In August 1901, Russian Arctic ship Zarya headed across the Laptev Sea, searching for the legendarySannikov Land (Zemlya Sannikova) but was soon blocked by floating pack ice in the New Siberian Islands. During 1902 the attempts to reach Sannikov Land continued while Zarya was trapped in fast ice. Leaving the ship, Russian Arctic explorer Baron Eduard Toll and three companions vanished forever in November 1902 while travelling away from Bennett Island towards the south on loose ice floes. Zarya was finally moored close to Brusneva Island in the Bay of Tiksi (Bukhta Tiksi), never to leave the place again. The remaining members of the expedition returned to Saint Petersburg, while Captain Matisen went toYakutsk. The name Tiksi means “a moorage place” in Sakha language. Tiksi’s winters are very cold, with temperatures remaining well below zero from November through February. The summers have mild days, but cool nights. Tiksi has a very dry climate which can be classified as a desert climate. The majority of Tiksi’s precipitation falls during the summer months.
6. Belushya Guba, Russia
• Latitude: 71°33′N
• Population: 2,716 (2002 estimate)
Belushya Guba (Russian: Белу́шья Губа́, lit. “beluga whale bay”, or just Belushye) is an urban locality (a work settlement) and the administrative center of Novaya Zemlya District of Arkhangelsk Oblast, Russia, located in the southwestern portion of the Southern Island of the Novaya Zemlya arcticarchipelago. Population: 1,972 (2010 Census preliminary results); 2,622 (2002 Census); It is the main permanent settlement and the administrative center of the island territory of Novaya Zemlya. It lies around 9 kilometers (5.6 mi) southwest of the Rogachevo airbase. A large proportion of its population is made up of military personnel associated with the nuclear test sites located on the island. The whole Novaya Zemlya archipelago, including Belushya Guba, is an area of restricted access (formally, as part of border security zone), and a special permit is needed to visit the archipelago.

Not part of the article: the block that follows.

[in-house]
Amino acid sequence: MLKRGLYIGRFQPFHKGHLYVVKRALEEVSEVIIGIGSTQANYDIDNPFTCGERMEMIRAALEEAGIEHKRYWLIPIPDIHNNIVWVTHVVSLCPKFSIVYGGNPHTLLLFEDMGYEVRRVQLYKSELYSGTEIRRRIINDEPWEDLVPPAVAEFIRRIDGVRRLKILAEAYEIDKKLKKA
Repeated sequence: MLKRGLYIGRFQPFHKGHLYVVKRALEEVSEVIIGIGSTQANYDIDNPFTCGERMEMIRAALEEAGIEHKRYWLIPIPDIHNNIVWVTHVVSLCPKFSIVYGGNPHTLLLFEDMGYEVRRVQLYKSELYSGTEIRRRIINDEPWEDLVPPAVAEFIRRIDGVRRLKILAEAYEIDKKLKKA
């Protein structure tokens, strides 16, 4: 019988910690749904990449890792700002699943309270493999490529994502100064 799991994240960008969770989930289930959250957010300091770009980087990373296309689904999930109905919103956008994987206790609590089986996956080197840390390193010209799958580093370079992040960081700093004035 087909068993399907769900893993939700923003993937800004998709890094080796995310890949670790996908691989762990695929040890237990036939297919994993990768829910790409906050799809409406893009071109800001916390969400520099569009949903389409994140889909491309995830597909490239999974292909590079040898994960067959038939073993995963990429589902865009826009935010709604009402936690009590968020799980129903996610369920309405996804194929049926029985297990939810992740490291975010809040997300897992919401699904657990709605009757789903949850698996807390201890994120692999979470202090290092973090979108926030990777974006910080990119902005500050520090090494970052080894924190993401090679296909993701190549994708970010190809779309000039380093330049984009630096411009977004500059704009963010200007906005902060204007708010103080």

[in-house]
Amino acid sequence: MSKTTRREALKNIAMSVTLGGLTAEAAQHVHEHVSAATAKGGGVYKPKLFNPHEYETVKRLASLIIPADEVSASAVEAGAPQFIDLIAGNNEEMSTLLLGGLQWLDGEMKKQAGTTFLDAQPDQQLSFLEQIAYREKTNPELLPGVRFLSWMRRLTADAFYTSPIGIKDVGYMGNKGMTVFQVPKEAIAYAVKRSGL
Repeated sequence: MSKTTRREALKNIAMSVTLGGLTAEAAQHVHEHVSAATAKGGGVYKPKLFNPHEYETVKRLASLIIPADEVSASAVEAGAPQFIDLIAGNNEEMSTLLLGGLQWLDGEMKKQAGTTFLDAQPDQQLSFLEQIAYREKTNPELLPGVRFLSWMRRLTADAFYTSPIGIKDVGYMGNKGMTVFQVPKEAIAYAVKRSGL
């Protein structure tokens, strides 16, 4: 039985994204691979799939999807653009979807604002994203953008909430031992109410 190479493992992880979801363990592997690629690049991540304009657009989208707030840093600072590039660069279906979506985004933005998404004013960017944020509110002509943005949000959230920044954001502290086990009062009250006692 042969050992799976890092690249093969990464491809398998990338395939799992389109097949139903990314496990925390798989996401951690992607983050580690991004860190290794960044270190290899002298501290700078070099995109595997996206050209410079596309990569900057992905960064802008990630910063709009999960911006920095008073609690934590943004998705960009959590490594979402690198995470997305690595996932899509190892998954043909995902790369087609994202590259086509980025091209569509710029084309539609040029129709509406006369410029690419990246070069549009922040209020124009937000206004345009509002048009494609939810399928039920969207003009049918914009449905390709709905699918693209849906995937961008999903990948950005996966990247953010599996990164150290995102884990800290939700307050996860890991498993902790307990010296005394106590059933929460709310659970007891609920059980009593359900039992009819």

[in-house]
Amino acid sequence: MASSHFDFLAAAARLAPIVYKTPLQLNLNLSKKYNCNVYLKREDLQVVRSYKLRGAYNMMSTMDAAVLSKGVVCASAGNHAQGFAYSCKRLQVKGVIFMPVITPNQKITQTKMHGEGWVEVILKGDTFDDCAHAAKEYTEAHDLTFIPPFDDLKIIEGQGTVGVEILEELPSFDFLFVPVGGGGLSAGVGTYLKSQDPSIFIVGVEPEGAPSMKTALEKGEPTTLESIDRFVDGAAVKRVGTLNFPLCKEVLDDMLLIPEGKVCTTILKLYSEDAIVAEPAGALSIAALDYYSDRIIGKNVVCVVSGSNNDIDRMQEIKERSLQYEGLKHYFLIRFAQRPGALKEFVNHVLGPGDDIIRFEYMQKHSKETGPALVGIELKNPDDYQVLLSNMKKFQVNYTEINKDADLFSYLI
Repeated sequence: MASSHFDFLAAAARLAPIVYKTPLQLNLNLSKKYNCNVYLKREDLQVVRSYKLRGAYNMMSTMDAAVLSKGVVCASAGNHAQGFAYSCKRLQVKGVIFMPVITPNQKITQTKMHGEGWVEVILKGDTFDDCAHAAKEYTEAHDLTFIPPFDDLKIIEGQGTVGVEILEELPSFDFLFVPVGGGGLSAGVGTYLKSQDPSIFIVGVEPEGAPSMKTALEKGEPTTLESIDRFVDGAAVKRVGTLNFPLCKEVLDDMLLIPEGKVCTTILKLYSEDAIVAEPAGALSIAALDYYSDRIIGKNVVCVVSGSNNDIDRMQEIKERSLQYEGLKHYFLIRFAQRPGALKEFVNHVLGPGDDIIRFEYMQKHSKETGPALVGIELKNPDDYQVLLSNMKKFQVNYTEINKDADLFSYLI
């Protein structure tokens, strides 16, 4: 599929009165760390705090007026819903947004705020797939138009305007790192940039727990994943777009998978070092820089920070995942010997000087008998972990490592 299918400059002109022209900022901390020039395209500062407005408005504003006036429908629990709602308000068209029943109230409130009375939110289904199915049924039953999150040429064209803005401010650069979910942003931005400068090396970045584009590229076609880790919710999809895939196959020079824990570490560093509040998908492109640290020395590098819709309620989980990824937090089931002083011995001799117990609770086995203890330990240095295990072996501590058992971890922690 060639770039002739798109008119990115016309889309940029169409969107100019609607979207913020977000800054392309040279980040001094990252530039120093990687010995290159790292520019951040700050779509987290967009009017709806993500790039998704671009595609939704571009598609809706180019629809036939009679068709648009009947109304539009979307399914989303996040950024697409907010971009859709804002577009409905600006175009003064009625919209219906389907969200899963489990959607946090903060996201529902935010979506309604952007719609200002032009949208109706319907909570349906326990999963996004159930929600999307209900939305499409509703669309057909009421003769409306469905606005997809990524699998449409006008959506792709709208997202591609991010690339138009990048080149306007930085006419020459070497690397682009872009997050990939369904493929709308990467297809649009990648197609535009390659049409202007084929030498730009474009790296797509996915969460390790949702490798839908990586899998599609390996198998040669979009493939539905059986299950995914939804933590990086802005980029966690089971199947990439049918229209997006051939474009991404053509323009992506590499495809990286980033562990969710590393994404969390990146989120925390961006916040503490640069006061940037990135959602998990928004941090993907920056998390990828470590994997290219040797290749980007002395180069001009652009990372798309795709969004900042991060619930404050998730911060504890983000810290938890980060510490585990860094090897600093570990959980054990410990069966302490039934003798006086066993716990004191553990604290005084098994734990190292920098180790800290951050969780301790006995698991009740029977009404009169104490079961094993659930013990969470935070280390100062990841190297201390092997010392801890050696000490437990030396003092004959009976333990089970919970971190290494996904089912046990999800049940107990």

7. Barrow, Alaska – United States
• Latitude: 71°18′N
• Population: 4,581 (2008 estimate)
Barrow is the largest city of the North Slope Borough in the U.S. state of Alaska. It is one of the northernmost cities in the world and is the northernmost city in the United States of America, with nearby Point Barrowbeing the nation’s northernmost point. Barrow’s population was 4,212 at the 2010 census. The city was named after Sir John Barrow.
The city derived its name from Point Barrow, which was named by Frederick William Beechey in 1825 after Sir John Barrow of the British Admiralty. The location has been home to Native Inupiat Eskimo people for over 1,000 years under the name Ukpeagvik or “place where snowy owls are hunted”.
8. Honningsvåg, Norway
Note: The status of Honningsvåg as a city is in question because in as of 1997 a Norwegian city must have 5,000 residents to be a city. Honningsvåg was declared a city in 1996.
• Latitude: 70°58′N
• Population: 2,367 (2009 estimate)
Honningsvåg in Nordkapp municipality, claims to be the northernmost city in Norway and even in the world, although the title is disputed by Hammerfest, Norway; Barrow, Alaska; and Longyearbyen, Svalbard. It is situated at a bay on the southern side of Magerøya island, while the famous North Cape and its visitors center is on the northern side. It is a port of call for cruise ships, especially in the summer months. Honningsvåg Airport, Valan is located 4 km outside the town, with flights to mainly Tromsø.
9. Uummannaq, Greenland
• Latitude: 70°58′N
• Population: 1,299 (2010 estimate)
Uummannaq (old spelling: Ũmánaq) is a town in the Qaasuitsup municipality, in northwestern Greenland. With 1,299 inhabitants as of 2010, it is the eleventh-largest town in Greenland, and is home to the country’s most northerly ferry terminal. Founded in 1763, the town is a hunting and fishing base, with a canning factory and a marble quarry.
Uummannaq is located 590 kilometres north of the Arctic Circle, on Uummannaq Island located in the south-central arm of the Uummannaq Fjord. Uummannaq is also the general name given to the series of inlets north of the promontory at Niaqornat on the Nuussuaq Peninsula. he island is also home to Uummannaq Mountain, rising very sharply to the height of 1170m. Climbing it requires technical skills.
10. Hammerfest, Norway
• Latitude: 70°39′N
• Population: 9,261 (2005 estimate)
Hammerfest is a city and municipality in Finnmark county, Norway. The municipality encompasses parts of three islands:Kvaløya, Sørøya, and Seiland. Hammerfest was established as a municipality on 1 January 1838 (see formannskapsdistrikt). The law required that all cities should be separated from their rural districts, but because of low population, and very few voters, this was impossible to carry out for Hammerfest in 1838. (See also Vadsø and Vardø.) The rural district of Hammerfest (Sørøysund) was separated from the city on 1 January 1852, but it was merged back into the city on 1 January 1992 (but without the area of Kvalsund, which was separated from Sørøysund as a municipality of its own in 1869).
The town is named after an old anchorage. The first element is hammer, referring to a number of large rocks, good for mooring boats, calledHamran (Old Norse: Hamarr - steep mountainside). The Hamran were covered up in land reclaiming during the early post-war years. The last element is fest, from Old Norse festr which means ‘fastening’ (for boats).